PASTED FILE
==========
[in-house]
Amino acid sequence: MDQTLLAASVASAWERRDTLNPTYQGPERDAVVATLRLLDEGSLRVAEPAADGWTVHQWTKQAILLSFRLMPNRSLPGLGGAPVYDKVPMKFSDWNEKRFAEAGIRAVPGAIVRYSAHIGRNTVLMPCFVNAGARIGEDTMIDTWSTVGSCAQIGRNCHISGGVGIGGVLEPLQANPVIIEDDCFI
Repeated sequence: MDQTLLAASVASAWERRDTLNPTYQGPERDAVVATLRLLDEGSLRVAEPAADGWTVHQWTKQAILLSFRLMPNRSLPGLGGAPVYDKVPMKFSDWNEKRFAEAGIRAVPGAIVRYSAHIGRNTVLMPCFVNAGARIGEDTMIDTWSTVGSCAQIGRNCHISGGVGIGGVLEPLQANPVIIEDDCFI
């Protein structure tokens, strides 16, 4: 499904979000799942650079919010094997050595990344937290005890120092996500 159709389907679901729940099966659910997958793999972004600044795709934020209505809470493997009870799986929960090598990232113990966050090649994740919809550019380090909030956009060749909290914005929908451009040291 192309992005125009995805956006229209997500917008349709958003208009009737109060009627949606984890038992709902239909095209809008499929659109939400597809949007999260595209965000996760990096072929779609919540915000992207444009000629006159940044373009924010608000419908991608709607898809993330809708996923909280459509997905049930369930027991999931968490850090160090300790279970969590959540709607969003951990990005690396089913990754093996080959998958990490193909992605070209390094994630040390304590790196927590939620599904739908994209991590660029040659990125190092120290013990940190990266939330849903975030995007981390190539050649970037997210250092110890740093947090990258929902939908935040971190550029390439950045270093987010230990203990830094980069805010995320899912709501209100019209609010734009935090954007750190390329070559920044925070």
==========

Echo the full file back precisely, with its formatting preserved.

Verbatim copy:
[in-house]
Amino acid sequence: MDQTLLAASVASAWERRDTLNPTYQGPERDAVVATLRLLDEGSLRVAEPAADGWTVHQWTKQAILLSFRLMPNRSLPGLGGAPVYDKVPMKFSDWNEKRFAEAGIRAVPGAIVRYSAHIGRNTVLMPCFVNAGARIGEDTMIDTWSTVGSCAQIGRNCHISGGVGIGGVLEPLQANPVIIEDDCFI
Repeated sequence: MDQTLLAASVASAWERRDTLNPTYQGPERDAVVATLRLLDEGSLRVAEPAADGWTVHQWTKQAILLSFRLMPNRSLPGLGGAPVYDKVPMKFSDWNEKRFAEAGIRAVPGAIVRYSAHIGRNTVLMPCFVNAGARIGEDTMIDTWSTVGSCAQIGRNCHISGGVGIGGVLEPLQANPVIIEDDCFI
């Protein structure tokens, strides 16, 4: 499904979000799942650079919010094997050595990344937290005890120092996500 159709389907679901729940099966659910997958793999972004600044795709934020209505809470493997009870799986929960090598990232113990966050090649994740919809550019380090909030956009060749909290914005929908451009040291 192309992005125009995805956006229209997500917008349709958003208009009737109060009627949606984890038992709902239909095209809008499929659109939400597809949007999260595209965000996760990096072929779609919540915000992207444009000629006159940044373009924010608000419908991608709607898809993330809708996923909280459509997905049930369930027991999931968490850090160090300790279970969590959540709607969003951990990005690396089913990754093996080959998958990490193909992605070209390094994630040390304590790196927590939620599904739908994209991590660029040659990125190092120290013990940190990266939330849903975030995007981390190539050649970037997210250092110890740093947090990258929902939908935040971190550029390439950045270093987010230990203990830094980069805010995320899912709501209100019209609010734009935090954007750190390329070559920044925070």